Ransomware has been downloaded in wastewater facilities and water-treatment plants across the country. The City of Atlanta’s Water Department became hostage to a ransomware attack in 2018. Employees were denied access to internal networks, and wireless internet access was shut down because of a successful spear-phishing ploy that downloaded system-disabling malware.

From manipulating treatment and conveyance operation to disabling valves, pumps and other equipment to compromising customer data, the opportunities for cybercrime are endless.

The Workability of New Guidelines

The scale of risk to public health and welfare due to compromised cybernetworks is limited only by one’s imagination. In October 2021, the White House and 30 countries issued a joint statement (bit.ly/WH30Countries) on the threat posed by ransomware, underscoring the scale of collaboration necessary to make a difference: “(A) nation’s ability to effectively prevent, detect, mitigate and respond to threats from ransomware will depend, in part, on the capacity, cooperation and resilience of global partners, the private sector, civil society and the general public.”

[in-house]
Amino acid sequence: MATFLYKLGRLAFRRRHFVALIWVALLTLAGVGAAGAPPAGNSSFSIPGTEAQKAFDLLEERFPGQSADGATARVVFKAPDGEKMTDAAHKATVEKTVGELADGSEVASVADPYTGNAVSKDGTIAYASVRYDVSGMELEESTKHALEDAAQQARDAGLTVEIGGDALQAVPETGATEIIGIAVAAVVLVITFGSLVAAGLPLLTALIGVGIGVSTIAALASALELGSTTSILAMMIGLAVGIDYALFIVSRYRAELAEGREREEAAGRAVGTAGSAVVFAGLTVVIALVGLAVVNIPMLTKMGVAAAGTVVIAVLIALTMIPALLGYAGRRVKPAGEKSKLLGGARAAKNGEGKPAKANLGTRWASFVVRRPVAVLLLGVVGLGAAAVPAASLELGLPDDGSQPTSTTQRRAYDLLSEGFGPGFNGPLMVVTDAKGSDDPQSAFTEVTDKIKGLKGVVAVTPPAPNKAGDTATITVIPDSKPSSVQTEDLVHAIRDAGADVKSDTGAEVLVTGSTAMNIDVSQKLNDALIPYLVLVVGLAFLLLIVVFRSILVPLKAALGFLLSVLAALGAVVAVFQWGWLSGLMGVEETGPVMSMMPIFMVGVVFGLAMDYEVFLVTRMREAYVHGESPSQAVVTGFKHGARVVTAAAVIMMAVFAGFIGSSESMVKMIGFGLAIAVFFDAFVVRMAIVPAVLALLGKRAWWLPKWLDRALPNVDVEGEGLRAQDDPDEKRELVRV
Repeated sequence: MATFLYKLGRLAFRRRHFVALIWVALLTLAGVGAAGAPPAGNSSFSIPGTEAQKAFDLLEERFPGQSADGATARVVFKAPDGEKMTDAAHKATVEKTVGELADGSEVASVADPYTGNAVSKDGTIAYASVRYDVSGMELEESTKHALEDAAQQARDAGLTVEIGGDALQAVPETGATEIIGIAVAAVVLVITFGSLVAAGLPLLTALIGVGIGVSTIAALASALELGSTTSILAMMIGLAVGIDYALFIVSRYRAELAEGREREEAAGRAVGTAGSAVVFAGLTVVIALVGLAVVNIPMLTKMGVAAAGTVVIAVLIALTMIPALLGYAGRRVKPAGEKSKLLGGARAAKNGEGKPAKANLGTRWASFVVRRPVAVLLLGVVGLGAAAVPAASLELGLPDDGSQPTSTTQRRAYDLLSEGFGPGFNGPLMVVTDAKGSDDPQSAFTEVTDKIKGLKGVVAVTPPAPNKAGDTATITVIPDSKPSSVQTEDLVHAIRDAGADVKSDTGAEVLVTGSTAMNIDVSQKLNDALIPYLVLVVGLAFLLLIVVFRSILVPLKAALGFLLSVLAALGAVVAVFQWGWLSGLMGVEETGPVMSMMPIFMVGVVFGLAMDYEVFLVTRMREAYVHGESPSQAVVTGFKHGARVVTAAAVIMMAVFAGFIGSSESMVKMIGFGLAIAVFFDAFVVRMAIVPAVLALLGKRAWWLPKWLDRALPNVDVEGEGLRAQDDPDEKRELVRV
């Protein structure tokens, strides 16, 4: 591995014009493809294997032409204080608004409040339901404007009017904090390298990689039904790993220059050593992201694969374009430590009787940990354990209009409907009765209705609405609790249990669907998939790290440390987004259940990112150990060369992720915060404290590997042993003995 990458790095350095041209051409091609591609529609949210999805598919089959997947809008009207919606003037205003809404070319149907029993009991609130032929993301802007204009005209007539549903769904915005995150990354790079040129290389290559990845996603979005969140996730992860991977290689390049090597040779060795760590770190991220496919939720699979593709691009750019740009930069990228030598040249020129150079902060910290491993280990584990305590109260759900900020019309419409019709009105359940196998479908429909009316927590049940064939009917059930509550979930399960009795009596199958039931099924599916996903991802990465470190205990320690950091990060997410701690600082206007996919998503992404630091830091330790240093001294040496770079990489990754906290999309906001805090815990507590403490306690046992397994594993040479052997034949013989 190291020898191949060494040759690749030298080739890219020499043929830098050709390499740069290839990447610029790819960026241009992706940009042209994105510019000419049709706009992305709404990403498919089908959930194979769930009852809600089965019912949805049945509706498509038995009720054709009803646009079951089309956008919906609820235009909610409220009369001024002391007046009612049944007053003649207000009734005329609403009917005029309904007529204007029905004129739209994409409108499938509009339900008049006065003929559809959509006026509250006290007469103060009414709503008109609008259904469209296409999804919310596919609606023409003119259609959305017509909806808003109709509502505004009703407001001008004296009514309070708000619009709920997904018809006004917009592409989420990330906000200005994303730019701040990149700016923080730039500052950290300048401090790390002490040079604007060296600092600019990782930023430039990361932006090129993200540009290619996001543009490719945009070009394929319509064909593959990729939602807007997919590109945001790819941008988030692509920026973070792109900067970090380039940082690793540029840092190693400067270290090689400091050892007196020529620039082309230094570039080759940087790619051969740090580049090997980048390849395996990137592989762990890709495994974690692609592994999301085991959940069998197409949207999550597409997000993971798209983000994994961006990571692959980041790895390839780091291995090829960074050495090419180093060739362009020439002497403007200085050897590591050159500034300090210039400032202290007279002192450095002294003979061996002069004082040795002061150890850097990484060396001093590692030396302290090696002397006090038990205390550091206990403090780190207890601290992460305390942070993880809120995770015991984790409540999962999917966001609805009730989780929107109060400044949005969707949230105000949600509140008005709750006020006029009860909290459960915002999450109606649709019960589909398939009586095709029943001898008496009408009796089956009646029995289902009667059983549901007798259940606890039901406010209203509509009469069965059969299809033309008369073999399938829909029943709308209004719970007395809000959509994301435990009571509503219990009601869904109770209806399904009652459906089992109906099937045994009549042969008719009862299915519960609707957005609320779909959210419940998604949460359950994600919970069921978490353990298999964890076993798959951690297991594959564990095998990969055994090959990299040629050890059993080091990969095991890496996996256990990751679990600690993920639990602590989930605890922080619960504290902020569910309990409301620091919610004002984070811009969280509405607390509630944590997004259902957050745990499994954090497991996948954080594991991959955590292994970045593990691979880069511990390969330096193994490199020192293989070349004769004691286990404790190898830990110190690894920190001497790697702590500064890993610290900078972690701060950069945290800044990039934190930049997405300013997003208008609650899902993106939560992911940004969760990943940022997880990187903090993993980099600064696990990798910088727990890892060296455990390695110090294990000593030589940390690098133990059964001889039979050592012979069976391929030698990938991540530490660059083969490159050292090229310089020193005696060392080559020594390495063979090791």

This statement coincided with several initiatives launched by the White House in April 2021 to fortify U.S. defenses against cyberattacks targeting critical infrastructure, otherwise known as the Industrial Control System Cybersecurity Initiative (bit.ly/WHCriticalInfrastructure). More than 150 electric utilities and the pipeline sector began adopting technology to monitor and detect cyberattacks through early pilot programs.

In January 2022, the Biden administration’s initiative was extended to the water sector. The Water Sector Action Plan aims to focus on a two-pronged approach: 1) the first set of strategies aims to implement technologies that monitor and detect breaches within system operations in real time; and 2) the second aims to set up a broad notification system in which incidents of breach are shared with relevant public and private agents alike, followed by coordinated analysis, recovery and remedial measures.